THE LEFSETZ LETTER: Timing

It takes 10,000 hours to be world class.

But that doesn't mean everybody in the world's going to know you.

The problem in society today? No one wants to put in the effort, no one wants to go into their bedroom, turn off their computer and cell phone and invest in themselves, dividends come late, not early. Point being you should read Malcolm Gladwell's "Outliers" if you want to quote it, because he goes on and on about the importance of timing.

Despite all the hoopla about the live business, we live in the era of the Internet, we live in the era of recordings.

Huh?

To get someone to go to the gig is nearly impossible. Your only hope is to entice them with recordings, both audio and visual.

Let's go back a chapter…


Bob Lefsetz, Santa Monica-based industry legend, is the author of the e-mail newsletter, "The Lefsetz Letter". Famous for being beholden to no one, and speaking the truth, Lefsetz addresses the issues that are at the core of the music business: downloading, copy protection, pricing and the music itself.

His intense brilliance captivates readers from Steven Tyler to Rick Nielsen to Bryan Adams to Quincy Jones to music business honchos like Michael Rapino, Randy Phillips, Don Ienner, Cliff Burnstein, Irving Azoff and Tom Freston.

Never boring, always entertaining, Mr. Lefsetz's insights are fueled by his stint as an entertainment business attorney, majordomo of Sanctuary Music's American division and consultancies to major labels.

Bob has been a weekly contributor to CelebrityAccess and Encore since 2001, and we plan many more years of partnership with him. While we here at CelebrityAccess and Encore do not necessarily agree with all of Bob's opinions, we are proud to help share them with you.

Unless you make beat-infused music, forget about radio. Bitch all you want, but you're never going to get on. That's that timing thing… Once upon a time, Top Forty radio was the best forty, and then twenty, songs in America. Now it's a few songs from a very limited genre, and if you're not in it, give up.

There are other radio genres. The Country pipeline still works well. But it's completely controlled by the usual suspects/infrastructure, if you're not a member, if you don't play along, you won't get on.

And there's so-called "Active Rock"… Which is like a mole on your face, a tiny part of the whole, but a few people see it and remember it.

And then there's KCRW/public radio. If you're a hipster, this is your only radio choice.

But let's revisit the above. Only Top Forty, which is essentially equivalent to Urban, and Country radio, still make stars. The rest of the formats are also-rans.

So if you make rock music, GOOD LUCK!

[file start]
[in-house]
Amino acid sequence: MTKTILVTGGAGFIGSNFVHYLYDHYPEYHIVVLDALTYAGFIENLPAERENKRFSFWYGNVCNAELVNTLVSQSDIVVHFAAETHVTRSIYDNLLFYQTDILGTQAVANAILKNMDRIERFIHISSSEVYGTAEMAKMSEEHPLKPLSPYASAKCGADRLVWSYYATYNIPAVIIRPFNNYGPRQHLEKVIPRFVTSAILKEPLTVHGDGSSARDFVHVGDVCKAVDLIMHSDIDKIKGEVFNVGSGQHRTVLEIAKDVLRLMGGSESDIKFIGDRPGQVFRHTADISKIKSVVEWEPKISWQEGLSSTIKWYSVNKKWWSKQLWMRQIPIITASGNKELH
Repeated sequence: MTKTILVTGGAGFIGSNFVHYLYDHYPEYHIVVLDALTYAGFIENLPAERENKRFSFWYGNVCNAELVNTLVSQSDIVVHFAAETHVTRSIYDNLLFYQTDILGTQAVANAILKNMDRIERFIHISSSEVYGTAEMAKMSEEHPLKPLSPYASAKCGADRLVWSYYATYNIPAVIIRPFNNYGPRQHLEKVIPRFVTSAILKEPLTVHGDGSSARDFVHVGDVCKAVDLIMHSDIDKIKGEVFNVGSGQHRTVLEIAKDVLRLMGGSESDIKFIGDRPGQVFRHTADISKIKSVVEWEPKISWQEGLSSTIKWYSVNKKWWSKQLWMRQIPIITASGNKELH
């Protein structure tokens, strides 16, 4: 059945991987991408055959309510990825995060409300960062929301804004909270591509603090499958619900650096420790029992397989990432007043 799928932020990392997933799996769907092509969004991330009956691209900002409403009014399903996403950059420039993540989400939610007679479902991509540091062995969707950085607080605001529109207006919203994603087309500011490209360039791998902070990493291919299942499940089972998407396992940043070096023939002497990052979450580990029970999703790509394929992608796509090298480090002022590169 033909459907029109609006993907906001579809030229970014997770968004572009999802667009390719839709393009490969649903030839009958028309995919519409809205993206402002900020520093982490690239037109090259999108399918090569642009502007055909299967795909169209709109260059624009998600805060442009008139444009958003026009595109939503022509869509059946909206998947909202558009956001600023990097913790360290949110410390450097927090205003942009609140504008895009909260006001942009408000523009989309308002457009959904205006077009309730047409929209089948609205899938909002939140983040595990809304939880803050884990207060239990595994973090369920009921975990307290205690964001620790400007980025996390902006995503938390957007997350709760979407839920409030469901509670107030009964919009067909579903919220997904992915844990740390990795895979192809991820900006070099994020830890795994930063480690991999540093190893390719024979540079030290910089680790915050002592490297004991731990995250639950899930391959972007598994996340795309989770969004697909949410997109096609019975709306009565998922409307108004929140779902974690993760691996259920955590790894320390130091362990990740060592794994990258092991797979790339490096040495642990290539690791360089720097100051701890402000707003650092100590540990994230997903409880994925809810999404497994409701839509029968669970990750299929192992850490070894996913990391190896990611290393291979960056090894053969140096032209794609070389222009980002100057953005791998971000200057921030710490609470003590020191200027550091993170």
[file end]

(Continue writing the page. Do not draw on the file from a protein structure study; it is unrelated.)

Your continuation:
In other words, if you don't fit neatly into one of the above categories, most especially Top Forty/Urban and Country, you've got to do it for yourself. Thank god, the tools are at your fingertips.

It's got nothing to do with free music, getting paid. That's like complaining the government didn't buy you a boat when the tsunami hits. It's every man for himself, you've got to climb that damn tree, NOW!

You've got to make incredible recordings and put them on the Internet. You've got to make incredible videos and put them on YouTube.

Then the games begin…

Lana Del Rey made a very good track and matched it with video to the point she got noticed. So far, live business sucks. But imagine if she were truly good live!

Despite all the Alabama Shakes buzz, it doesn't mean much because the live vibe doesn't translate online. I know I'm overstating the case, it was their live video of "Hold On" that gave them the traction they did. But without more good songs that people can make others take notice of, there will not be exponential growth. Right now, the Alabama Shakes are caught up in a hipster echo chamber.

So, first ask yourself what kind of music you make.

And then, if it doesn't fit into an obvious radio format, know that you're in control and you have to promote it and yelling won't help you, quality is your only option.

That's where timing comes in. Hype is dead online. It's all about word of mouth. People only talk about what is great or has train-wreck value. That with train-wreck value doesn't last, which Rebecca Black doesn't understand. As for quality cuts that gain traction…that's just the beginning. Once you catch fire, you've got to be truly good live, you can't develop on the road.

In other words, you have to practice even more now, be even better, you have to emerge fully realized, once you get the public's attention you've got to DELIVER!

If you don't make mainstream radio music, forget about the press, forget about radio and television, they're as foreign to you as the meat market in Siberia. Everything is on your

shoulders.


But at least now you've got an opportunity…

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